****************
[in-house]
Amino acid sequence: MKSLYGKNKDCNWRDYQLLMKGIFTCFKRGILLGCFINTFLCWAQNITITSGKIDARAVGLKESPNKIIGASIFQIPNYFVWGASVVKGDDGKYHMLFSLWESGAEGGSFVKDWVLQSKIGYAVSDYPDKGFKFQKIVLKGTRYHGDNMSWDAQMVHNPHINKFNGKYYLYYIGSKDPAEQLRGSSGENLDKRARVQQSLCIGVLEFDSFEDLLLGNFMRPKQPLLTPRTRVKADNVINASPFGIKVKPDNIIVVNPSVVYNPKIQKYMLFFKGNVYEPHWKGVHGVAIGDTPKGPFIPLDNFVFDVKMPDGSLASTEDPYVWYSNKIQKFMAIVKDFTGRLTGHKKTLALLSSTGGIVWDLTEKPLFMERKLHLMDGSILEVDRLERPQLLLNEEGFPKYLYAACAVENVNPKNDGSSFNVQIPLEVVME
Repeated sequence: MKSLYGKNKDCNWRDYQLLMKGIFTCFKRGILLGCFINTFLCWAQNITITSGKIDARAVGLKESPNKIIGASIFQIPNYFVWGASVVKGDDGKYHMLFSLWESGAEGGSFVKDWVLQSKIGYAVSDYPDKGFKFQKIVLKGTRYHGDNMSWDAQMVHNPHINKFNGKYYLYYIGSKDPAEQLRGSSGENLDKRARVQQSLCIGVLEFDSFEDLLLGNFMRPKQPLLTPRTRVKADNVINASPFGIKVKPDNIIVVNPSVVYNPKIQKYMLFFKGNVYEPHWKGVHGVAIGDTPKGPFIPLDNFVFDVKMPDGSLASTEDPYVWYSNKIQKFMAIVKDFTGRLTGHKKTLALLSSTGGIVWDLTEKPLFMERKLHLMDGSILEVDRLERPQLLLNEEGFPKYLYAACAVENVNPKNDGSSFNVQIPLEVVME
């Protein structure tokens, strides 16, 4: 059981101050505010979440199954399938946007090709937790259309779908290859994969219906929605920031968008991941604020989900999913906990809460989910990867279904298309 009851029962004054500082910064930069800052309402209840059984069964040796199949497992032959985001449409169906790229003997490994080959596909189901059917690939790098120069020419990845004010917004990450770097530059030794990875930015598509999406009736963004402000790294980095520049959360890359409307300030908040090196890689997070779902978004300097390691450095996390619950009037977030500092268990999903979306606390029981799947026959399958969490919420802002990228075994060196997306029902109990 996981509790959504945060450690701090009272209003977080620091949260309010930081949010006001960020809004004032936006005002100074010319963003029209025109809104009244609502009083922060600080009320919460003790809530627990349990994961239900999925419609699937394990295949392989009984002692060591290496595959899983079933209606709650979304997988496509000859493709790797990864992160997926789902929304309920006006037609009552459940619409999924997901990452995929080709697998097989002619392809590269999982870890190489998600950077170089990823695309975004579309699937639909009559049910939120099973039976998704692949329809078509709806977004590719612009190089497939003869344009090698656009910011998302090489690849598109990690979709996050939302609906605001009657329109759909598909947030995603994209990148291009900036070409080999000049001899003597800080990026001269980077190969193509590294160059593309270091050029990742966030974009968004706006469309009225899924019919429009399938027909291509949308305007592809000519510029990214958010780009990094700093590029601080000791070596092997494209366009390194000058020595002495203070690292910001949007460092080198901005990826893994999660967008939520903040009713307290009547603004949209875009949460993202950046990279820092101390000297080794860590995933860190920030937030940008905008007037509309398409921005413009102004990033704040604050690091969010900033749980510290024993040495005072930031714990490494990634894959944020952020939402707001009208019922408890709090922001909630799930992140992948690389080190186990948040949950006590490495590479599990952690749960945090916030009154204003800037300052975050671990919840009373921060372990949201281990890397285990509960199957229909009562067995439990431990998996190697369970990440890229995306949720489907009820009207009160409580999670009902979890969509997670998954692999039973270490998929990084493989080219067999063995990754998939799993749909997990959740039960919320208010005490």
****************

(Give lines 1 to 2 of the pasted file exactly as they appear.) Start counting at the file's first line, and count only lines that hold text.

[in-house]
Amino acid sequence: MKSLYGKNKDCNWRDYQLLMKGIFTCFKRGILLGCFINTFLCWAQNITITSGKIDARAVGLKESPNKIIGASIFQIPNYFVWGASVVKGDDGKYHMLFSLWESGAEGGSFVKDWVLQSKIGYAVSDYPDKGFKFQKIVLKGTRYHGDNMSWDAQMVHNPHINKFNGKYYLYYIGSKDPAEQLRGSSGENLDKRARVQQSLCIGVLEFDSFEDLLLGNFMRPKQPLLTPRTRVKADNVINASPFGIKVKPDNIIVVNPSVVYNPKIQKYMLFFKGNVYEPHWKGVHGVAIGDTPKGPFIPLDNFVFDVKMPDGSLASTEDPYVWYSNKIQKFMAIVKDFTGRLTGHKKTLALLSSTGGIVWDLTEKPLFMERKLHLMDGSILEVDRLERPQLLLNEEGFPKYLYAACAVENVNPKNDGSSFNVQIPLEVVME